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Books of the Beat Generation, from Rob Warren Books


Rob Warren, of Rob Warren Books

Rob Warren, of Rob Warren Books

Rob Warren is no stranger to nostalgia. The Bronx-born bibliophile traded in it for years as the owner of Skyline Books.

Skyline was a New York City bookshop that made its home on W. 18th Street in Manhattan for two decades, until its closure in 2010. Its proprietor’s background was as book-soaked as one could dream – Warren’s father was a printer with a shop dedicated to old-time printing presses, selling greeting cards and stationery, and eventually books. Warren worked there, then several varied New York-based bookshops, before striking out on his own and building Skyline in 1990. He has been with AbeBooks since 1998, the very early days of our business.

Skyline was tailor-made for bookish types – a cosy, creaky hole in the wall, piled high with quality books and a much-beloved cat named Linda. Linda was featured not only in a Japanese calendar, but also the cover model for a book about Paris’ Shakespeare & Co. bookshop (those are her hindquarters below left, adorning Time Was Soft There).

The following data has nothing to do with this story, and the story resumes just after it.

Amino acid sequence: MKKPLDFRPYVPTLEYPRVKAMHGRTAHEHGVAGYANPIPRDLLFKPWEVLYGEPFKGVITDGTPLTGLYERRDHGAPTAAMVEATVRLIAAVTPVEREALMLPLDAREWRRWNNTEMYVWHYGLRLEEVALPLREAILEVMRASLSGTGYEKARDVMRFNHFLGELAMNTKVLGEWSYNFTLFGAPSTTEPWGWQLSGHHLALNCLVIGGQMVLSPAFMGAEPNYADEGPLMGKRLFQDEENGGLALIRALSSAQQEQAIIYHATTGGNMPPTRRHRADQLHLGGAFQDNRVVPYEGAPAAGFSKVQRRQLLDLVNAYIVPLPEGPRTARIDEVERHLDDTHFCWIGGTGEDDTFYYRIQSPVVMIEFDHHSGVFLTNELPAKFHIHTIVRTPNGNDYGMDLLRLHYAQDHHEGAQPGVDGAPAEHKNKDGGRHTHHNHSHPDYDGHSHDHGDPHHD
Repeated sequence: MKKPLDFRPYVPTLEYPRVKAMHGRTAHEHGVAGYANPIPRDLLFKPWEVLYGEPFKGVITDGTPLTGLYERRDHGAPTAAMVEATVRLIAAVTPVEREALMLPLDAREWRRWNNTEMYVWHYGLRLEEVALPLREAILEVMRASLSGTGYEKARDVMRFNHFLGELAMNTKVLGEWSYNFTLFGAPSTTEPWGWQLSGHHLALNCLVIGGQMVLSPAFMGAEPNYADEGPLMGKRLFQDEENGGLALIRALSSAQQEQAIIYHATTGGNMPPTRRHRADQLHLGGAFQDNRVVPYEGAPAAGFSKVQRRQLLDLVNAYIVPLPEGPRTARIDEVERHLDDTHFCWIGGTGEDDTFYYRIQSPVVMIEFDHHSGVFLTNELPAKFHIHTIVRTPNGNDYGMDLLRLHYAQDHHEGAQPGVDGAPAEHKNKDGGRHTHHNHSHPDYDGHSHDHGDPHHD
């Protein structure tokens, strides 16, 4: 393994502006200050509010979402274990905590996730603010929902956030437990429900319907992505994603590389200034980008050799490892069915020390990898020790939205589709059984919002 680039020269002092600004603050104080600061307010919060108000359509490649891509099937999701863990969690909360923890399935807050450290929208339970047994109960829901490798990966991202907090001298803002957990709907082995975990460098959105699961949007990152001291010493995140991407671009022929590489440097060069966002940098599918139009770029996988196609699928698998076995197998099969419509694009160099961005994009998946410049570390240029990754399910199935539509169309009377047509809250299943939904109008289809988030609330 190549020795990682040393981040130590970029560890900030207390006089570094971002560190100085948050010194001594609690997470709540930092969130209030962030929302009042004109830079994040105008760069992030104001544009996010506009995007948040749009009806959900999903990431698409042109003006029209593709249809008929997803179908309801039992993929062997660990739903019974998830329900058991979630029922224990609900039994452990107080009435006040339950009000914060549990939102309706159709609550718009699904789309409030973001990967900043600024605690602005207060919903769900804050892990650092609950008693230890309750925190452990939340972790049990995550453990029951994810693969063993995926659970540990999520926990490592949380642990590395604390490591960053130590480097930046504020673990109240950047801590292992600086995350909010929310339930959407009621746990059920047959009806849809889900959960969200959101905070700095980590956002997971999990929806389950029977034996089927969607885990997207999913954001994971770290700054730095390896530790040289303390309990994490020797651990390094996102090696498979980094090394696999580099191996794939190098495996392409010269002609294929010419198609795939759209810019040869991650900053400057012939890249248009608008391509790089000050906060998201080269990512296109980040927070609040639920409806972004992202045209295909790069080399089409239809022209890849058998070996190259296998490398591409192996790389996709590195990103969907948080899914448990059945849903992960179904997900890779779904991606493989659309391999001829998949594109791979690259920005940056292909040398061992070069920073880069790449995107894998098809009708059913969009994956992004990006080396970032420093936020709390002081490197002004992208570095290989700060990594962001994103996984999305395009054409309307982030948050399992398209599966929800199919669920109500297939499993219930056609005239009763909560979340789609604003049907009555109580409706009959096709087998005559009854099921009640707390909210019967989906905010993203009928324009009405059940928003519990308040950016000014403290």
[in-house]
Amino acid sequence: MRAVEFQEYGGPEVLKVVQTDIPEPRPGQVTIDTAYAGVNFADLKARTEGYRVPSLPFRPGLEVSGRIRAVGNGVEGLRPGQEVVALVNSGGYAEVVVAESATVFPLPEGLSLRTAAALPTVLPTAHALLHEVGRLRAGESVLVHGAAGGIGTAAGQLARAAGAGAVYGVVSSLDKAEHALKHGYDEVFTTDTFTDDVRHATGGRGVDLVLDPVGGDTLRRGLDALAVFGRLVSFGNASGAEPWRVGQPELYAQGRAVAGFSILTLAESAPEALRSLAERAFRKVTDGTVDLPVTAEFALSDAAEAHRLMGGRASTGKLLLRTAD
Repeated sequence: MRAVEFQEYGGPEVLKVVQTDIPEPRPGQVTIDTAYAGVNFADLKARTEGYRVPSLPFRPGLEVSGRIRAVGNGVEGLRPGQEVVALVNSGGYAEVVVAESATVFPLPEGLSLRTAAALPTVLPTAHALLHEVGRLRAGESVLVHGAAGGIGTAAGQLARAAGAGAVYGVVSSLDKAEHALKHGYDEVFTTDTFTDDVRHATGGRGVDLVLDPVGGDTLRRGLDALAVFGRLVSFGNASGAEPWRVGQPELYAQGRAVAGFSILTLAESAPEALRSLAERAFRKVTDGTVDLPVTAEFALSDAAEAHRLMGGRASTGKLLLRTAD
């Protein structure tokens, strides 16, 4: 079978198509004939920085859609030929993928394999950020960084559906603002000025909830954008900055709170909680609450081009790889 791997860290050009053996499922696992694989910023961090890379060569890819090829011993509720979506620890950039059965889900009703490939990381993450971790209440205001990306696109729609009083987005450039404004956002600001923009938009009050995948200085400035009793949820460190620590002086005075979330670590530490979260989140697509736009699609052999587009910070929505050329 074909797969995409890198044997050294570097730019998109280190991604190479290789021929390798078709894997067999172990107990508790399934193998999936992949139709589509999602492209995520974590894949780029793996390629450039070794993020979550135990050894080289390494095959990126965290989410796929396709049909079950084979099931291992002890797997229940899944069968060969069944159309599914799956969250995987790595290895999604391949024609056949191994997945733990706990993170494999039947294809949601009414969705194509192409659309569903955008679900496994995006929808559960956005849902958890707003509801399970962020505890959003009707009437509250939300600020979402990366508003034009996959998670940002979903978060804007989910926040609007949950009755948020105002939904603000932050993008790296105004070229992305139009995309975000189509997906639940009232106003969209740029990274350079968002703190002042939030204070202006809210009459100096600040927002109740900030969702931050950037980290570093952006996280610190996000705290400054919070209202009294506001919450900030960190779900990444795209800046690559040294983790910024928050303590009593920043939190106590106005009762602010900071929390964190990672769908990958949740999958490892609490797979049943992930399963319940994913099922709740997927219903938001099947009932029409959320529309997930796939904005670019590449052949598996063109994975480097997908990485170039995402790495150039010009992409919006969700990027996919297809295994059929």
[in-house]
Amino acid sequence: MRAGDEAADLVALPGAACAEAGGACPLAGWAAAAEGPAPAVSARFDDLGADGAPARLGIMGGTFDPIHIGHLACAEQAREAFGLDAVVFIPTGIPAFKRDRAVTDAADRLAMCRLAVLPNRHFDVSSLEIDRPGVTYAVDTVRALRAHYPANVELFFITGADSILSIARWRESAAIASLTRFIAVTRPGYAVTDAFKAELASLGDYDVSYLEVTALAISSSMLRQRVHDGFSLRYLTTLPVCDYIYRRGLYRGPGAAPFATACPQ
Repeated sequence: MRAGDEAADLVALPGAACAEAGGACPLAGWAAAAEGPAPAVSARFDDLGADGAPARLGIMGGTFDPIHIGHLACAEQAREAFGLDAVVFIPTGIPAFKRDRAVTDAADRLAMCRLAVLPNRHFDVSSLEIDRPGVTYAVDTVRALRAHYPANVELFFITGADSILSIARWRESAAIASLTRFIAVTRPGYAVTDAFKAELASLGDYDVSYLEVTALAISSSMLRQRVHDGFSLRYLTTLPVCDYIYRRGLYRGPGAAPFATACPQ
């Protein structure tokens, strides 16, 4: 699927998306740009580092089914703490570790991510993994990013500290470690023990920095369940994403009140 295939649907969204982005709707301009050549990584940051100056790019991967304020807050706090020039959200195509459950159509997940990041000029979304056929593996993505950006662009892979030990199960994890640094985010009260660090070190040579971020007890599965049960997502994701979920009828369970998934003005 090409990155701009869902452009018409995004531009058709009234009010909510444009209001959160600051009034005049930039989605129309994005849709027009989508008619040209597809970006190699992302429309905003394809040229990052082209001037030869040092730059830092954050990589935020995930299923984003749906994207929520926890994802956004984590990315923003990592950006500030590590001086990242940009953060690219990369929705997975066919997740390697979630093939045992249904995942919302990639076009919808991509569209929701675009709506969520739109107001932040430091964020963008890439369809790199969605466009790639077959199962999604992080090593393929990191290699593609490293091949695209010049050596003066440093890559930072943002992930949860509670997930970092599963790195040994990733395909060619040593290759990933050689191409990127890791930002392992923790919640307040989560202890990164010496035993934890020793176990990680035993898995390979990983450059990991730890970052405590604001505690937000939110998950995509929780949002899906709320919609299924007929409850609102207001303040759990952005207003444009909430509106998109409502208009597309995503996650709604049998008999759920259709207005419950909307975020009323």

Skyline attracted a certain kind of person. Bookish, passionate people from the neighborhood and beyond would stop in to buy, to browse, or even to connect with other like-minded people over a first edition or two. time-soft-there
Over the years the likes of Gregory Corso, Allen Ginsberg, Ted Joans, Anne Charters, Robert Frank, and Herbert Huncke darkened its doors. A review from the shop’s now defunct Yelp business profile states “This shop is definitely a book forager’s shop and not one for those with a weak sense of adventure. If you prefer your bookstores with organised shelves, clearly marked prices, and pristine covers, this place is not for you. But if you’re one who doesn’t mind combing through titles for hours on end, Skyline, with its jumbled collection, can be quite a treat.”. Sounds heavenly to me.

When his lease increased suddenly and steeply, Warren was unable to afford the space and was forced to make the painful decision to close his doors. Linda came home with him, of course (and continued at his side until she passed away at age 16, halfway through 2015). And the books? Well, the more pedestrian of the Skyline collection were sold in the shop’s last days, at great discounts. Lots others were snapped up at a West Village book fair, the proceeds of which went to benefit LGBTQ organisations. Still more, the cream of the crop, were put aside by Warren, who just couldn’t bear to part with certain titles and gems. howl-ginsbergModern first editions, special finds and an impressive collection of works by and about the Beat Generation all went home with him to his small apartment, whose two storage rooms he estimates hold ~1500 volumes.